Elite tax haven: Panama leaks trigger global investigations

Top world leaders, celebrities, businessmen allegedly secreted their money offshore


Agencies/News Desk April 05, 2016
Saudi King Salman bin Abdulaziz, Emirati President Sheikh Khalifa bin Zayed al Nahayan Ukraine President Petro Poroshenko and Iceland PM Sigmundur David Gunnlaugss. PHOTO: FILE

PARIS/ LONDON/ MOSCOW/ NEW DELHI/ WASHINTON:


Governments across the world have mounted sweeping probes into allegations made as part of a massive leak of front companies being set up by a Panama-based firm on behalf of several prominent global personalities and leaders, many of whom denied any wrongdoing.


The leak, dubbed ‘Panama Papers’ and comprising some 11.5 million documents covering four decades from the Panama-based law firm Mossack Fonseca, shows how some of the world’s most powerful people have taken their money offshore.

While holding money in offshore companies is not illegal, journalists who received the leaked documents said they could provide evidence of funds hidden for tax evasion, money laundering, sanctions busting, drug deals or other crimes.

Several world leaders, including Prime Minister Nawaz Sharif and his family, Iceland’s prime minister, Argentina’s president, Ukraine’s president, friends of Russian President Vladmir Putin, father of British Prime Minister David Cameron, family of Chinese President Xi Jinping, among others. Many celebrities, including footballer Lionel Messi, Indian actors Amitabh Bachchan and Aishwariya Rai and Chinese actor Jackie Chan were also named.

Mossack Fonseca, which says it has set up more than 240,000 offshore companies for clients around the globe, denied any wrongdoing and called itself the victim of a campaign against privacy.

Countries including France, Spain, Australia, said they had opened legal probes into the documents while India, Sweden, Netherlands have said they will investigate the matter.

French financial prosecutors said on Monday they were opening a preliminary investigation for aggravated tax fraud over the leak. France’s finance ministry said earlier on Monday that the French government will seek access to the documents behind the “Panama Papers” revelations about potential offshore tax evasion and will punish tax evaders. US Justice Department said it was reviewing the leaked documents. The White House had earlier said it could not specifically comment on the “Panama Papers” but pointed to the Justice Department, along with the U.S. Treasury Department, as generally continuing to focus on financial corruption.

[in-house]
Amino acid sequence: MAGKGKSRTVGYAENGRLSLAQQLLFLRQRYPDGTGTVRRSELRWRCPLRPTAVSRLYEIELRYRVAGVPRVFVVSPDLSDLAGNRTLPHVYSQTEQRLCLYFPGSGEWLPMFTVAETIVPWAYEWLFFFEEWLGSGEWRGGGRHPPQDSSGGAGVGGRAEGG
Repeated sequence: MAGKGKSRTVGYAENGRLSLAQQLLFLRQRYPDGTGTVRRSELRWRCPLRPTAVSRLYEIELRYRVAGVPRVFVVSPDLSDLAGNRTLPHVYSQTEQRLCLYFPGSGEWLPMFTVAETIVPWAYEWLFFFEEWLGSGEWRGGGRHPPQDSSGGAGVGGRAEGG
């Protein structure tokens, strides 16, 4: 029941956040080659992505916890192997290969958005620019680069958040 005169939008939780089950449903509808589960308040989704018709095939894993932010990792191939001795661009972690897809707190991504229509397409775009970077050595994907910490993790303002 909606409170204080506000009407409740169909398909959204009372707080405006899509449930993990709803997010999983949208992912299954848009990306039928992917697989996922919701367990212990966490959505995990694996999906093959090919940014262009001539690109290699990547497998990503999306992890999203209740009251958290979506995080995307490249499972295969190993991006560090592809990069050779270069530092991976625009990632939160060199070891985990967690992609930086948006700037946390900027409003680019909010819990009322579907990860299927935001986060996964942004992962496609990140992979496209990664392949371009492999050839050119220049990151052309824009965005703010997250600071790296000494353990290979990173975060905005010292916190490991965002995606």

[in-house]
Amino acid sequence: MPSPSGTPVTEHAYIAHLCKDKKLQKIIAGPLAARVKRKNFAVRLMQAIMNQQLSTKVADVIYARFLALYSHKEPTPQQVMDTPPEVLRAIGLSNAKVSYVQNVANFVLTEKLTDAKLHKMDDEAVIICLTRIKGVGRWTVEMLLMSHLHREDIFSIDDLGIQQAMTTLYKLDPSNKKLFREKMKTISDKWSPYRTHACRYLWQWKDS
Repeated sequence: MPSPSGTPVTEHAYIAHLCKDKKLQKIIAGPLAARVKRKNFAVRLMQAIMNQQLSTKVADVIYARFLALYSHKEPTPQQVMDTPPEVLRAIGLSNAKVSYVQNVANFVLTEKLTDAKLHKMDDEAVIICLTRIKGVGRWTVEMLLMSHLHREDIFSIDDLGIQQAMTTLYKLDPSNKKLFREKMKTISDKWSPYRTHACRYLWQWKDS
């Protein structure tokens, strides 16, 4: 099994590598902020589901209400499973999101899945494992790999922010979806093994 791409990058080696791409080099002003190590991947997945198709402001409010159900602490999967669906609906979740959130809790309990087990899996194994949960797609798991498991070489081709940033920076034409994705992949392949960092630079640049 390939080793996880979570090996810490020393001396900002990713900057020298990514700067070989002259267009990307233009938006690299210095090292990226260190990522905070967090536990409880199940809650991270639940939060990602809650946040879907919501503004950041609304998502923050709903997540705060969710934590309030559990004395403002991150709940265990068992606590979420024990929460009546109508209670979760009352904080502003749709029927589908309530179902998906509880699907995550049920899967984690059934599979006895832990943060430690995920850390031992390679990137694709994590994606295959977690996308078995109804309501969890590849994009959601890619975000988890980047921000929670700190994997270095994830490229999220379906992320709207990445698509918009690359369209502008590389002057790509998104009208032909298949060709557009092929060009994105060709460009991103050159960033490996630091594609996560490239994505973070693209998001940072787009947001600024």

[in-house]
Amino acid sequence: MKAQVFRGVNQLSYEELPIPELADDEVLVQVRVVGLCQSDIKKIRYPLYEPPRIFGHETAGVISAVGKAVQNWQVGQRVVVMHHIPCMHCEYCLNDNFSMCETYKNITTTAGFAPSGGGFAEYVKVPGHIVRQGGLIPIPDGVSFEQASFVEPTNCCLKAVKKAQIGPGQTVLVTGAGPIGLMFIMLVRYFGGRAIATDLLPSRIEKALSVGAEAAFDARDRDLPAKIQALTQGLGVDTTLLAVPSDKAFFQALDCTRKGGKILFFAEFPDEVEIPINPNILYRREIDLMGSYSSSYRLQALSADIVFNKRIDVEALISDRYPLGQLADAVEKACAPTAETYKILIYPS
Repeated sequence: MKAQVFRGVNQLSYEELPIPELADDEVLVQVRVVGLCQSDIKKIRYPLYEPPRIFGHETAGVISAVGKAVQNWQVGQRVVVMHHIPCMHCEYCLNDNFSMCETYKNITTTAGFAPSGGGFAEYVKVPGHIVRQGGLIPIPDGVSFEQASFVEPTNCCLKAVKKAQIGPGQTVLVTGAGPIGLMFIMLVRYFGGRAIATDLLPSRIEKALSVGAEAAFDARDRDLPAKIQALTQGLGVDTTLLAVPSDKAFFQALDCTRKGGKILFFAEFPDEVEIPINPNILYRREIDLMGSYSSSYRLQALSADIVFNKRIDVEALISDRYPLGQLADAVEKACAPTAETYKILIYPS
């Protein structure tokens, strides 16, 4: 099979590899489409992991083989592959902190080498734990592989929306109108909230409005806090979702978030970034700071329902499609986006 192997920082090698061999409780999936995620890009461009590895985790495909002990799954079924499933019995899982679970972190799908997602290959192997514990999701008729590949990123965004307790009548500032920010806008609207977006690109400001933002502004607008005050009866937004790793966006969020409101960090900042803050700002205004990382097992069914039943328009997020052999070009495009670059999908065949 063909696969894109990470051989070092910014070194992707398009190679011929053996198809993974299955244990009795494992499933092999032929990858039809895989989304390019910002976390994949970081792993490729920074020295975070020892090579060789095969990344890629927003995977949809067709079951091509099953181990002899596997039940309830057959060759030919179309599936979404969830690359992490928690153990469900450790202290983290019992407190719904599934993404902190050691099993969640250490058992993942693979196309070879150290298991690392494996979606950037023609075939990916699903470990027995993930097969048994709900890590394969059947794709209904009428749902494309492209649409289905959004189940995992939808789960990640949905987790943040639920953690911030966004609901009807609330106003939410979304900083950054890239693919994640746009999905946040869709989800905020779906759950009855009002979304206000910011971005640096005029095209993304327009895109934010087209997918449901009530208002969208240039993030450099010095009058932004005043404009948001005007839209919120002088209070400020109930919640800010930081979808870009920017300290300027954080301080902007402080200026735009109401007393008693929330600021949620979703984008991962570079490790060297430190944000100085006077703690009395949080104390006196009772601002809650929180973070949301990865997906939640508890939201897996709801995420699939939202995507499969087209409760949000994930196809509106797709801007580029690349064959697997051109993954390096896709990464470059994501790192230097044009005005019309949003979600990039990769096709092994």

Sweden’s Financial Supervisory Authority (FSA) has contacted authorities in Luxembourg for information related to allegations that Nordea , the Nordic region’s biggest bank, helped some clients set up accounts in offshore tax havens.

Austrian regulators are investigating whether two banks named in an international data leak followed procedures to prevent money laundering, one of the firms having attracted attention for its lending to a confectionery company owned by Ukraine’s president.

Dutch authorities will investigate allegations related to the Netherlands. Indian government has declared that action will be taken against “unlawful” accounts held abroad by Indians and constituted a multi-agency group to continuously monitor information relating to film actors and industrialists who have allegedly stashed money in offshore entities.

Denials

Several leaders, personalities and institutions named have rejected allegations of wrongdoing.

A spokesperson for Russian President Putin dismissed reports as “disinformation” adding that the reports contained “nothing concrete and nothing new”.

A spokesperson for British Prime Minister David Cameron said that company of his late father, Ian Cameron, was a “private matter”.

Iceland’s Prime Minister Sigmundur Gunnlaugsson has refused to resign after protests sparked in the small country  following revelations.

Published in The Express Tribune, April 5th, 2016.

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